The American people should be encouraged at the nominations of Marine Generals James Mattis and John Kelly to serve in President-elect Donald Trump’s cabinet.

As a member of the Senate Armed Services Committee, I offer a structural observation: the selections of James Mattis and John Kelly forecast a restoration of the cabinet secretary’s true role as an influential counselor who has the president’s ear.

Senate committees will thoroughly vet them; the scrutiny will be rigorous. But there is little doubt both Marines represent the type of leader our nation needs in this chapter of her history.

Firstly, James Mattis and John Kelly are forthright, honest leaders. Their candid assessments and unvarnished counsel distinguished them before the Senate Armed Services Committee and earned them the esteem of its members. They upheld the sacred commitment that all senior military leaders must make when testifying before Congress: to give their personal views when asked, even if it differs from that of the administration.

While famous for their straightforward advice, these men also ably exercised weighty diplomatic responsibilities. As war-zone commanders, they led multinational forces, as much a diplomatic challenge as a military one. At negotiating tables with friends and foes alike, they were adept advocates of American interests. This is a heavy burden. It often requires a delicate touch.

Both men were combatant commanders, overseeing U.S. forces in world regions riddled with unrest: Mattis in Middle Eastern deserts, Kelly in Central and South American jungles. Both represented our nation to foreign leaders and senior military officials and, by all accounts, with formidable skill. They are warriors and diplomats. Frankness and tactfulness are hardly mutually exclusive, but leaders with both are hard to find.

Candor, and the courage to clearly state the threats we face, is sorely needed to bring our national security discourse closer to reality. U.S. troop levels in Afghanistan should not be determined by a political calendar. Their leaders should not continuously redefine the term “combat” to make their dangerous missions in Iraq or Afghanistan appear as though they are something else.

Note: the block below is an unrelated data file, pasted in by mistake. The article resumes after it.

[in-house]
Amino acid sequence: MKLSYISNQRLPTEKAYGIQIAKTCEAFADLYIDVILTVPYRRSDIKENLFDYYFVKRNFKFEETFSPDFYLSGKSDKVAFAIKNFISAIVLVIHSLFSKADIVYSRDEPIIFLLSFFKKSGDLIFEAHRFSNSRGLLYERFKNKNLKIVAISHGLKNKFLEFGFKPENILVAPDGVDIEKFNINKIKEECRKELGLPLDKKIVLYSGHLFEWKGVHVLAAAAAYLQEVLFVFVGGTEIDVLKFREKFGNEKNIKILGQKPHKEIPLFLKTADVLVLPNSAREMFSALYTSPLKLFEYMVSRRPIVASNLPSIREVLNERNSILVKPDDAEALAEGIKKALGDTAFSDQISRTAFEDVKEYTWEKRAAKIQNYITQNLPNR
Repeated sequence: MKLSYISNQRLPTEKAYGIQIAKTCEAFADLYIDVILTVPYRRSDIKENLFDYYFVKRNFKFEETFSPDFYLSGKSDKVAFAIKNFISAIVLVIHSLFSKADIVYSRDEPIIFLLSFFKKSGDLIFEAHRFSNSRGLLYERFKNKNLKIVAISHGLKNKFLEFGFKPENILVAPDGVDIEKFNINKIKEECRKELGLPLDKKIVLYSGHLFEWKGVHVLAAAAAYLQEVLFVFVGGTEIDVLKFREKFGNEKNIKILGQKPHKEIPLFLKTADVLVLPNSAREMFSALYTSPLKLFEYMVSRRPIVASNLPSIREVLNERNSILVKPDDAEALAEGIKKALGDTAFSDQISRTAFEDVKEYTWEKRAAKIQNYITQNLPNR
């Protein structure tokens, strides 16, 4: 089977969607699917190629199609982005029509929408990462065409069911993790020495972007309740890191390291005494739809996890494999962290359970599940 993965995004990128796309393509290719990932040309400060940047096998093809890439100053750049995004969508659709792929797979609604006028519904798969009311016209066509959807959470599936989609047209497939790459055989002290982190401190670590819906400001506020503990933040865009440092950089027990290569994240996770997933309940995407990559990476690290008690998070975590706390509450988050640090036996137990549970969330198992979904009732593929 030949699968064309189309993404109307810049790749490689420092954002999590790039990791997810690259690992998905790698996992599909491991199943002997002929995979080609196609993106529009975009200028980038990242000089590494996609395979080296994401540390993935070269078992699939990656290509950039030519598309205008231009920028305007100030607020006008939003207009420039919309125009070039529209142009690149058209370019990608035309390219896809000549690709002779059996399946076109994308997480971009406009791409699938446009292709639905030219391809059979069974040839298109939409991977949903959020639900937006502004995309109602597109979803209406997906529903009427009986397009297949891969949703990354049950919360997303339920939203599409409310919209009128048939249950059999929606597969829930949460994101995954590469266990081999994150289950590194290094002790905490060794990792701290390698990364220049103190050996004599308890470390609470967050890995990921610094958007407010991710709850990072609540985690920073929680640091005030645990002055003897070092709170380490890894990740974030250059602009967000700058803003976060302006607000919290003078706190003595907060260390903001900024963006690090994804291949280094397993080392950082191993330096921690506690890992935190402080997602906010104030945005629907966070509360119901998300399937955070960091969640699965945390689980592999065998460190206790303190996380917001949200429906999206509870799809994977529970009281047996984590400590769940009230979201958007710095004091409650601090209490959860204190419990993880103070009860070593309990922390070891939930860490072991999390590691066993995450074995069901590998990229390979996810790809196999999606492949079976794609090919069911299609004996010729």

We have not made America safer by fostering false notions or substituting slogans for fact-based determinations; we have only succeeded in muddying further already complicated issues and reducing our ability to appropriately respond. To reverse this trend, we need clear-eyed leaders who will soberly assess threats and craft strategic responses. Generals Mattis and Kelly possess the qualities and experience to do so.

Given our national security challenges, it is reassuring to know these generals have experience tailored to the problems they will face, should the Senate confirm them.

As a former commander of U.S. forces in the Middle East, General Mattis has deep experience with the region’s complexities and U.S. operations in it. He will also take the helm of a Defense Department suffering from a readiness crisis. Readiness is central to the Marine Corps’ “First to Fight” identity. While readiness may not have a “constituency,” as retired Lt. General David Deptula has noted, in Mattis, a career Marine officer, it will have a powerful advocate.

General Kelly, meanwhile, would bring broad knowledge of the Central and South American security landscape to the Department of Homeland Security. His understanding of the region’s criminal networks, and his experience during 2014’s heartbreaking surge of unaccompanied migrant children to the United States, gives him a comprehensive picture of the symptoms and causes of illegal immigration.

Over decades of service, both men have witnessed the swelling of the White House National Security Council (NSC). Mattis and Kelly have experienced years of increasingly centralized national security decision-making in insular White House staffs. They know its consequences. This perspective is immensely valuable.

The NSC’s growing role as a policymaking, as opposed to a policy-coordinating, body is a problem that certainly predates the Obama administration. But it has risen to such significant levels that Republicans and Democrats in Congress agreed to limit the NSC’s size in the recently passed FY 2017 National Defense Authorization Act.

Further, federal agencies not only carry out policy, they are also deep pools of subject matter experts. As heads of these agencies, cabinet secretaries can offer a president unique advice on the wisdom of a particular policy and the ease or difficulty of its execution. A devolution of authority from the NSC back to the cabinet secretaries is in the nation’s interest.

As Director of National Intelligence James Clapper has said, “unpredictable instability has become the new normal.” In this world, America needs battle-tested truth tellers. Generals James Mattis and John Kelly have proven themselves as such in front of the Senate Armed Services Committee before. I look forward to hearing more of their insights throughout a vigorous confirmation process.